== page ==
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DG&A's Transportation Consulting Blog

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We live in a remarkable era. When people look back at this era 15 or 20 years from now, many will say that this was a golden era for jobs. Most people interested in working have jobs. Employment in Canada and the United States is at almost record levels. Looking ahead to the future, this could change dramatically. If you examine many of the core sectors and jobs in our economy, they are being transformed by technology.

Many manufacturing jobs are being replaced by robots, automation and off-shoring to counties with a lower cost structure. Low-skilled, repetitive factory jobs can now be performed by machines. Similarly, as products are being manufactured, robots allow companies to pack more products into their warehouses, and to speed up picking, so that they can put more products into rapid fulfillment. As an example, Amazon expects to hire another 100,000 workers in the next eighteen months, many of them in their fulfillment centers.

Autonomous and semi-autonomous trucks may soon be able to take most of these goods to their destinations. Many of the almost 4 million truck driving jobs in our economy, specifically the long-haul trucking jobs, could become obsolete.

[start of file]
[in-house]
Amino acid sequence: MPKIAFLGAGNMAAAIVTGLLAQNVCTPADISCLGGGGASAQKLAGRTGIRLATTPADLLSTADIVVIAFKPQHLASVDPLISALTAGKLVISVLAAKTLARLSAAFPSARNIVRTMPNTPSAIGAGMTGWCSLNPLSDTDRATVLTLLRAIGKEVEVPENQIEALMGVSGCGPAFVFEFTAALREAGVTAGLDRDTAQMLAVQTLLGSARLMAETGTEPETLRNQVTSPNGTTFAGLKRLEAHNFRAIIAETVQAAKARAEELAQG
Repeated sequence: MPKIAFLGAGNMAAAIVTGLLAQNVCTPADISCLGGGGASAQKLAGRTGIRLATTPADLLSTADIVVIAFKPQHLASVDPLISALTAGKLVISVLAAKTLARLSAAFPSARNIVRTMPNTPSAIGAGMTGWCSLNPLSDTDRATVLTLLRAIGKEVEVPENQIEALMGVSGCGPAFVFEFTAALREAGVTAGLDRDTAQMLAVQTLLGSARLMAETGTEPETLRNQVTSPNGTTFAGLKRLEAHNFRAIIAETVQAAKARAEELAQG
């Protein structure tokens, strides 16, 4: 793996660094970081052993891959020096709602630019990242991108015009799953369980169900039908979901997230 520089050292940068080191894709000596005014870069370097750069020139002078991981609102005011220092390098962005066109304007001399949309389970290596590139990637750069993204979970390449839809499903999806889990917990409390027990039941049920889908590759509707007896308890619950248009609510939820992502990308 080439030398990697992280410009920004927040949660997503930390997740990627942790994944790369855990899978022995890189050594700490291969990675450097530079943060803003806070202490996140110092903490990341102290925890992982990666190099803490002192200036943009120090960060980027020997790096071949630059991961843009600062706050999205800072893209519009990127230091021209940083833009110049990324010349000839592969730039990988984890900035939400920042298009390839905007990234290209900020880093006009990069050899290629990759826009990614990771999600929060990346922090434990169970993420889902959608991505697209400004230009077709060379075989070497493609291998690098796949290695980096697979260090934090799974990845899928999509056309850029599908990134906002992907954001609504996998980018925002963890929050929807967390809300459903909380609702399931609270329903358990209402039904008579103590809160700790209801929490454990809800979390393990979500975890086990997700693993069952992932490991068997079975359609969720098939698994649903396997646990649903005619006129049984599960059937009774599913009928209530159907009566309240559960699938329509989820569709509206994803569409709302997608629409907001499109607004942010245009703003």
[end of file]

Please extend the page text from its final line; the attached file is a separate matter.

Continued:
Ecommerce is having a profound impact on both wholesale and retail jobs. Consumers can now place an order online and have the products delivered directly from the manufacturer to their homes, by-passing a warehouse and/or retail store. In a recent blog (http://www.dantranscon.com/index.php/blog?view=entry&id=290 ), I highlighted the number of malls and stores being closed throughout North America. While some retail jobs may be replaced by warehousing positions, many will be lost.

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As baby boomer logistics leaders move into retirement, their successors are tasked with directing the company’s distribution operations. Informed business leaders realize that we are in a period of profound changes. Companies such as Amazon and Uber are disrupting current business models. Technology and automation are altering manufacturing processes. Ecommerce and omni-channel distribution are upsetting existing retail processes. As my colleagues and I meet with shippers, we find many companies are exploring their options. Should they try to manage these changes in house or should they enlist the support of outside resources?

In-House or Outsource?